(II) Scheduled Castes And Scheduled Tribes
The concept of secularism is one facet of right of equality. Secularism is the basic feature of the Indian Constitution. It envisages a cohesive, unified and classless society. The aim of any civilized society is to secure dignity to every individual. There cannot be dignity without equality of status and opportunity. The absence of equal opportunities in any walk of social life is a denial of equal status and equal participation in the affairs of the society. The condition of scheduled castes and scheduled tribes was very bad in the society. The Scheduled castes (lower castes) remained economically dependent, politically powerless and culturally subjugated to the upper caste. The Scheduled Tribes like the Scheduled Castes face structural discrimination within the Indian society. Unlike the Scheduled Castes, the Scheduled Tribes are a product of marginalization based on ethnicity. Their birth-right was the badge of shame; degradation; lifelong poverty; and their only fault was to be born to their parents. In India, the population of Scheduled Tribes is around 8 million and they are socially and economically disadvantaged. They are mainly landless with little control over resources such as land, forest and water. They constitute a large proportion of agricultural laborers, casual laborers, plantation laborers, industrial laborers, etc. This has resulted in poverty among them, low level of education and reduced access to health care services. Initially as according to the hierarchy followed in the society, the work of the lowest caste in the society was to eliminate the pollution from the society. This caste was economically dependent on the upper caste for existence.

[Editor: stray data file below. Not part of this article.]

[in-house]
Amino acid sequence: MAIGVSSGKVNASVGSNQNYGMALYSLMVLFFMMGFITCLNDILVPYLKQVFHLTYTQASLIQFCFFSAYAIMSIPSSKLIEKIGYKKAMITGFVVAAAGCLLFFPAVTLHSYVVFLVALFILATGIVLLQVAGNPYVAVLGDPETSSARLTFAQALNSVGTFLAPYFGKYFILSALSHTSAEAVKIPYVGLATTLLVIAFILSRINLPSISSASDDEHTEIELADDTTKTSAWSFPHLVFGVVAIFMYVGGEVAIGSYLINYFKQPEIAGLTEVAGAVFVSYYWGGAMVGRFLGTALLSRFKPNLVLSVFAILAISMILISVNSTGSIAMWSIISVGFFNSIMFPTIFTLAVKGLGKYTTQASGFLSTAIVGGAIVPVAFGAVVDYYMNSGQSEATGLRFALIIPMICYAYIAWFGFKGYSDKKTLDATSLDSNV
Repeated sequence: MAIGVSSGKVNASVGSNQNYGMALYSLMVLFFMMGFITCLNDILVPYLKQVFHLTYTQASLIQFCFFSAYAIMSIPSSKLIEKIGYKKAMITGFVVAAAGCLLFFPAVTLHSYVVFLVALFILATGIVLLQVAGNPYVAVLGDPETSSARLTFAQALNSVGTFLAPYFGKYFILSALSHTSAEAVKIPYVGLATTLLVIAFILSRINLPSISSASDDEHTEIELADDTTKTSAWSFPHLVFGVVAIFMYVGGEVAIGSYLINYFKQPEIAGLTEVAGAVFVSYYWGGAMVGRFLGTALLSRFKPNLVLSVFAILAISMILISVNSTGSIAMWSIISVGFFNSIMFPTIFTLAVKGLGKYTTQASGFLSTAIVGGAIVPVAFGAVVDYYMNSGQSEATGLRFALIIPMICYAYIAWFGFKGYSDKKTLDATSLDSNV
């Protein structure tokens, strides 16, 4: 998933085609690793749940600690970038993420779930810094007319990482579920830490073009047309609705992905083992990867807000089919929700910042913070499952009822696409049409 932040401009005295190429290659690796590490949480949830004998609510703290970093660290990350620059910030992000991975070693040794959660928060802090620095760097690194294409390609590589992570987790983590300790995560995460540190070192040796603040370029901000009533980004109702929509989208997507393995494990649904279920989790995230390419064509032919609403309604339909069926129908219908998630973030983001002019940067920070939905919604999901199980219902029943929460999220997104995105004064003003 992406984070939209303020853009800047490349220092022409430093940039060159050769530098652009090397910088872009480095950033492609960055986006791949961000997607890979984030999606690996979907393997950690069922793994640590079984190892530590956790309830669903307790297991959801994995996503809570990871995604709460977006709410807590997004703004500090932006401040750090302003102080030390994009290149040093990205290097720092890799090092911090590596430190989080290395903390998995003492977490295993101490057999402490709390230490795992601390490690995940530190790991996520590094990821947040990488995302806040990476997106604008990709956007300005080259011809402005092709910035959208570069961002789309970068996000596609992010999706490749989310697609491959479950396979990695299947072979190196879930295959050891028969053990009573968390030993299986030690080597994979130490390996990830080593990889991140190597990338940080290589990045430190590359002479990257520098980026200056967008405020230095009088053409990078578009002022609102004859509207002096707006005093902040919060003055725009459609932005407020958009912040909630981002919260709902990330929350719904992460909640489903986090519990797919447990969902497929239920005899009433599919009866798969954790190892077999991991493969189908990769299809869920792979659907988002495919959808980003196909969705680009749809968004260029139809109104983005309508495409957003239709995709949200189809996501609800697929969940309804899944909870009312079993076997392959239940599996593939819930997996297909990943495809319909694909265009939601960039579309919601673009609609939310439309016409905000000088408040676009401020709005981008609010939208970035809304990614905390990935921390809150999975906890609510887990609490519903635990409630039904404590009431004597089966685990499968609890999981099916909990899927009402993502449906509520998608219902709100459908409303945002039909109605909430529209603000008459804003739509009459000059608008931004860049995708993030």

One sixth of India’s population live a precarious existence, shunned by much of Indian society because of their rank as ‘untouchables’ or Dalits – literary meaning – broken people – at the bottom of the Indian caste system. Dalits are discriminated against, denied access to land and basic resources forced to work in degrading conditions and routinely abused at the hands of police and dominant caste groups that enjoy state protection. In the case of Janki Prasad Parimoo v. State of Jammu and Kashmir it was held that – “Article 15(4) speaks about ‘socially and educationally backward classes of citizens’, while Article 16(4) speaks only of ‘any backward class of citizens’. However, it is now settled that the expression ‘backward class of citizens’ in Article 16(4) means the same thing as the expression ‘any socially and educationally backward classes of citizens’ in Article 15(4).”